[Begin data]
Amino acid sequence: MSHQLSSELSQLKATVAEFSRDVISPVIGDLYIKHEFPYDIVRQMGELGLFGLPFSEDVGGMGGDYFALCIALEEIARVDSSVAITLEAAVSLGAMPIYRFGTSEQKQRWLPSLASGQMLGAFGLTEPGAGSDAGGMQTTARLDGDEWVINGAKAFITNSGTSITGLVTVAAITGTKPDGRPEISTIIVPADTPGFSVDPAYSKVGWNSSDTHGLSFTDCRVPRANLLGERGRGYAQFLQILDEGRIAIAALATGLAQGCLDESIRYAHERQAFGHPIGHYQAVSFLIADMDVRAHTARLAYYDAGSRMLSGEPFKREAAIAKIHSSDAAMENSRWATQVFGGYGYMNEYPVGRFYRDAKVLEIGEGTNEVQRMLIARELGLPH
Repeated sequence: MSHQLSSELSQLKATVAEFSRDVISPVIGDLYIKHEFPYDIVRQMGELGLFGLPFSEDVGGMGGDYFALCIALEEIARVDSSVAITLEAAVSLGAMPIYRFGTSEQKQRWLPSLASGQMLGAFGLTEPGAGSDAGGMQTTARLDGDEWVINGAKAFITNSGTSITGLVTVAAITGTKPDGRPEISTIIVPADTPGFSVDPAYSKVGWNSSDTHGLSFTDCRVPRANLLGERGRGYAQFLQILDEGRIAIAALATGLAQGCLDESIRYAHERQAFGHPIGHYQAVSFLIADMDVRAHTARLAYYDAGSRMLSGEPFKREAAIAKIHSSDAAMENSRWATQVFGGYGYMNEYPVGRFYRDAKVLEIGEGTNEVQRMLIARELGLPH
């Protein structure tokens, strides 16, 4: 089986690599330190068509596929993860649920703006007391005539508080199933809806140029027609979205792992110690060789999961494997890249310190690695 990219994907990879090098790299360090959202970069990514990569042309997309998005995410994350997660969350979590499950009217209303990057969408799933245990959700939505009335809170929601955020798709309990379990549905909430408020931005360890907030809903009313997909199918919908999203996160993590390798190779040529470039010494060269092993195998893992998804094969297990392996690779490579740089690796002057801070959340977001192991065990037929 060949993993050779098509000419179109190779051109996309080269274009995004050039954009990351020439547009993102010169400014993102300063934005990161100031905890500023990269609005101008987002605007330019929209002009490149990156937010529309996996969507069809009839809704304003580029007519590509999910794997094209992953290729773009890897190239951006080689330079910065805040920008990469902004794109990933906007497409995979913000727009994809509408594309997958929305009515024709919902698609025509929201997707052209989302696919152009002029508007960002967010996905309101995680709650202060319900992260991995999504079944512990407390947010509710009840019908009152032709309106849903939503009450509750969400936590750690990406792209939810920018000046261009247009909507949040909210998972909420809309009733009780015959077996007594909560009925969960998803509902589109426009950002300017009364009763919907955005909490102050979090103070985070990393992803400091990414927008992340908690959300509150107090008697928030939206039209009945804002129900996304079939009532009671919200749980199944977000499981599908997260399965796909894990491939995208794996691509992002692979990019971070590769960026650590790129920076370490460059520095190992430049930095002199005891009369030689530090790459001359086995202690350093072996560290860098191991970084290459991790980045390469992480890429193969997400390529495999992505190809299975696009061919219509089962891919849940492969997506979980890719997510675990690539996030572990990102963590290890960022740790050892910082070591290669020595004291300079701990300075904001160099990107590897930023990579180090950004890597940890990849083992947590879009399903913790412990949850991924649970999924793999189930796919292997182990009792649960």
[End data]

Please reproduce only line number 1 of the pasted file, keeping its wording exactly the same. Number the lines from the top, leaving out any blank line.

Amino acid sequence: MSHQLSSELSQLKATVAEFSRDVISPVIGDLYIKHEFPYDIVRQMGELGLFGLPFSEDVGGMGGDYFALCIALEEIARVDSSVAITLEAAVSLGAMPIYRFGTSEQKQRWLPSLASGQMLGAFGLTEPGAGSDAGGMQTTARLDGDEWVINGAKAFITNSGTSITGLVTVAAITGTKPDGRPEISTIIVPADTPGFSVDPAYSKVGWNSSDTHGLSFTDCRVPRANLLGERGRGYAQFLQILDEGRIAIAALATGLAQGCLDESIRYAHERQAFGHPIGHYQAVSFLIADMDVRAHTARLAYYDAGSRMLSGEPFKREAAIAKIHSSDAAMENSRWATQVFGGYGYMNEYPVGRFYRDAKVLEIGEGTNEVQRMLIARELGLPH